A resounding victory for New Jersey Police and Firemen suffering from post-traumatic stress disorder was handed down by the Appellate Division on July 13, 2011 in applying the Supreme Court’s intention to include psychiatric disabilities as a recognized disability in the matter of Guadagno v. Board of Trustees, PFRS, 194 N.J. 29 (2008). In Hayes v. Board of Trustees of the PFRS, A-2967-09T1, an officer’s mental disability was not obvious until shortly after the five year filing deadline, but because the date of manifestation was not until after the deadline and she filed her application within a reasonable period of time, benefits were allowed.  

Hayes was a police officer for the City of Trenton on December 20, 2001 when she was called to the scene of a domestic dispute. On arrival, she found her brother, a fellow officer, had been shot in the face and neck. As she tended to her brother, shots continued. Her brother survived, but she sought counseling and missed several weeks of work. She resumed work and experienced anxiety and insomnia which she attributed to “the norm for some police personnel”. Then in late summer 2006, she learned that a local gang had a “hit” out on her for her involvement in a highly publicized shooting in 1998 resulting in the death of a 15 year old girl.  

In September 2006 a seemingly inconsequential incident when she was reprimanded for not allowing a civilian employee access to her police computer, resulted in uncontrollable crying. She was placed on indefinite leave and sought medical attention for several months, but when she could no long afford the costs stopped treatment. She was advised not to continue working as a police officer and was terminated. She applied for an Accident Disability Pension on July 20, 2007. Benefits were denied as she did not apply within 5 years from the date of the triggering event. On appeal the Administrative Law Judge found that her failure to apply within the five years was due to the delayed manifestation of her disability, an exception to the filing requirements. She was unaware of the depth of her condition until May 2007 and filed within a reasonable period of time thereafter.  

The court relied heavily on In re Crimaldi, 396 N.J.Super.599 (App.Div. 2007), (delayed manifestation) and Guadagno, (mental-mental disability) in reaching this result. In Guadagno, the Court actually heard 3 consolidated matters that called upon the court to determine whether the mental-mental category of injury was intended to be included in the Accidental Disability Pension statute.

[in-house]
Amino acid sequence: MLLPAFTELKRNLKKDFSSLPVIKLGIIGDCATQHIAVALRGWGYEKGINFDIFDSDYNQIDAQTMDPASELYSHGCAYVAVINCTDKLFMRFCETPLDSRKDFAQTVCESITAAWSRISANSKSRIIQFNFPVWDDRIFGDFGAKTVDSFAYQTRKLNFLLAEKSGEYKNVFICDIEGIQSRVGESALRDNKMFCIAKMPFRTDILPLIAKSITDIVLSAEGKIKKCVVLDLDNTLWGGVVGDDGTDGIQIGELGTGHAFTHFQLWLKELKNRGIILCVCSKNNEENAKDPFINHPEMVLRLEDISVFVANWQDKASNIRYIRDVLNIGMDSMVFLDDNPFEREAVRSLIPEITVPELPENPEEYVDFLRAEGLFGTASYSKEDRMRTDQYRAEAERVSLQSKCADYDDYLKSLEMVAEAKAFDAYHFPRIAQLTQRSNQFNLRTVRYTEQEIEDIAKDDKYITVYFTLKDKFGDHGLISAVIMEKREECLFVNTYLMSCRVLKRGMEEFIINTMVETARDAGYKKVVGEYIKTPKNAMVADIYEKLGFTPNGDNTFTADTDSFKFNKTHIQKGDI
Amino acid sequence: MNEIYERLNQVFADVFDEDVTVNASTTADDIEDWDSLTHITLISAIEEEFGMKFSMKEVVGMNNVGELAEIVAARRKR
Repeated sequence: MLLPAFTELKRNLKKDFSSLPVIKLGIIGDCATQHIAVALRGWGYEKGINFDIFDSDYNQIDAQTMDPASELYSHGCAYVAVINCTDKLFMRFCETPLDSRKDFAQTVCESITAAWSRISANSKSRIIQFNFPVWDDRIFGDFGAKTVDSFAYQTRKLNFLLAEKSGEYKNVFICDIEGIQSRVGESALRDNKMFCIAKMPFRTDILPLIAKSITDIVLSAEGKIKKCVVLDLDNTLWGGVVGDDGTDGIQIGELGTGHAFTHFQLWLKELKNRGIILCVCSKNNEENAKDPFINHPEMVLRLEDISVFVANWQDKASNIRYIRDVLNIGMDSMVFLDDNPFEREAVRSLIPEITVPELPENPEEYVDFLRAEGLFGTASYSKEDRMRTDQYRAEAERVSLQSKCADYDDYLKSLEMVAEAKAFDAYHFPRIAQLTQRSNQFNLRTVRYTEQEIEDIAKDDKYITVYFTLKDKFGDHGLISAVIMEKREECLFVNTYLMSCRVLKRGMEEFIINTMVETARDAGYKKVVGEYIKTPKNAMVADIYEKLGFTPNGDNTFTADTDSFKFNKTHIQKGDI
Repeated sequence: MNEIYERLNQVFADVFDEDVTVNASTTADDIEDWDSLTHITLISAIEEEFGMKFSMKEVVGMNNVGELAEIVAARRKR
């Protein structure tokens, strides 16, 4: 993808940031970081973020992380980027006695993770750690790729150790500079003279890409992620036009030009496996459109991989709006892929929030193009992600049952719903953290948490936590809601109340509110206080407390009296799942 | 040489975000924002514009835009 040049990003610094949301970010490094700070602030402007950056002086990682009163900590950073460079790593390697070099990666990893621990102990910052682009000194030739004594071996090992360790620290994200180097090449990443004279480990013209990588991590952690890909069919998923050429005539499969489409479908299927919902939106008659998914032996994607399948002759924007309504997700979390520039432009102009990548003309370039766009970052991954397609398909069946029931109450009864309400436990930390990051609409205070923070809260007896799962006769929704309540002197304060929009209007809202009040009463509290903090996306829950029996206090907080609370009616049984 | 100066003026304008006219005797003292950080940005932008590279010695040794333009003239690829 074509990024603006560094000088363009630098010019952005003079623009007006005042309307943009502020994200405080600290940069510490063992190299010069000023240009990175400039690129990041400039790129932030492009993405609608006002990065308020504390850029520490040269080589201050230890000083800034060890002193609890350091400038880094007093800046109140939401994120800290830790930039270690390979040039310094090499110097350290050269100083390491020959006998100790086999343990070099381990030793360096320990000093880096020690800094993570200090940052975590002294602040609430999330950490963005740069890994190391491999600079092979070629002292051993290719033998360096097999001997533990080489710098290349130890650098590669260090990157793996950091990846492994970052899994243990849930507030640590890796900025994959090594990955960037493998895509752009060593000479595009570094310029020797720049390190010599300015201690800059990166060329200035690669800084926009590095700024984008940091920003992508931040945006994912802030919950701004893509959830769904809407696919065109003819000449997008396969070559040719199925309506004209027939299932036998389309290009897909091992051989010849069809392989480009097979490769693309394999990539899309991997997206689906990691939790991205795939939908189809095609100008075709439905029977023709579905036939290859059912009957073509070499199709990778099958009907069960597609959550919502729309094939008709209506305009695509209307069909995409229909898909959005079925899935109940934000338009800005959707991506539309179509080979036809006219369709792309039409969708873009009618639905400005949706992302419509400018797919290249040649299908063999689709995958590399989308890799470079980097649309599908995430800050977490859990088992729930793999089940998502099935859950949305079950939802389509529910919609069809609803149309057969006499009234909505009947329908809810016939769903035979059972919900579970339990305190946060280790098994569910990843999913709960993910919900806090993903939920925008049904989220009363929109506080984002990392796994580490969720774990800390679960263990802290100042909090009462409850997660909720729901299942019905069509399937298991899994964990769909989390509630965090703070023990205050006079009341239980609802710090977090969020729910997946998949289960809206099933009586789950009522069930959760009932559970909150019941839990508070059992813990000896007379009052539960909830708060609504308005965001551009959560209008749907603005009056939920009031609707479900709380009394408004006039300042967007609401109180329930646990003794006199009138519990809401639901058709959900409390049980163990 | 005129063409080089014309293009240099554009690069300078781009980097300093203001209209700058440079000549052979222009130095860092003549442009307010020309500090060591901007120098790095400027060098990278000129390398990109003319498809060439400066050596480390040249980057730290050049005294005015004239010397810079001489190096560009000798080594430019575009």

The Guadagno decision came on the heels of the Court’s decision in Richardson v. Board of Trustess, PFRS, 192 NJ 189 (2007) outlining the requirements to prove a “traumatic event”. Abandoning the great rush of force definition in Kane v. Board of Trustees, PFRS, 100 NJ 651 (1985), it took on a more classic tort definition of “accident”. This standard is worth reviewing. In order to be eligible for a more lucrative accidental disability pension, a claimant must show

  1. That he/she is permanently and totally disabled;
  2. As a direct result of a traumatic event that is: a) identifiable as to time and place; b) undesigned and unexpected; and c) caused by a circumstance external to the member (not the result of pre-existing disease that is aggravated or accelerated by the work);
  3. That the traumatic event occurred during and as a result of the member’s regular or assigned duties;
  4. That the disability was not the result of the member’s willful negligence; and
  5. That the member is mentally or physically incapacitated from performing his usual or any other duty.

In Guadagno, the Court recognized that a permanent mental disability without a physical injury can qualify for an accidental disability pension if the disability resulted from:

  1. Direct personal experience of a terrifying or horror-inducing event that involves actual or threatened death or serious injury; or
  2. A similarly serious threat to the physical integrity of the member or another person.

Corrections Officer Guadagno was ultimately awarded an accidental disability pension because the threat of death was made against him, but also against his family by an inmate who had personal knowledge of Guadagno and his family prior to his incarceration and sufficient gang related contacts on the outside to carry out the threats. Submission of prison records, affidavits of Officer Guadagno and his wife and newspaper clippings were convincing evidence that the threats were credible. Similarly in Hayes, Officer Hayes arrived on scene to find her brother, and fellow officer having been shot and injured. As she attended to her brother, the gunfire continued and she had to pull herself and her brother to safety to avoid further harm. She herself was in harm’s way.  

Mental disability claims are very fact sensitive. If you believe you have suffered a permanent disability as a result of a traumatic event, and the Pension Board denies your application, it is well worth the effort to discuss the specifics of your case with our attorneys who advocated on behalf of Officer Guadagno.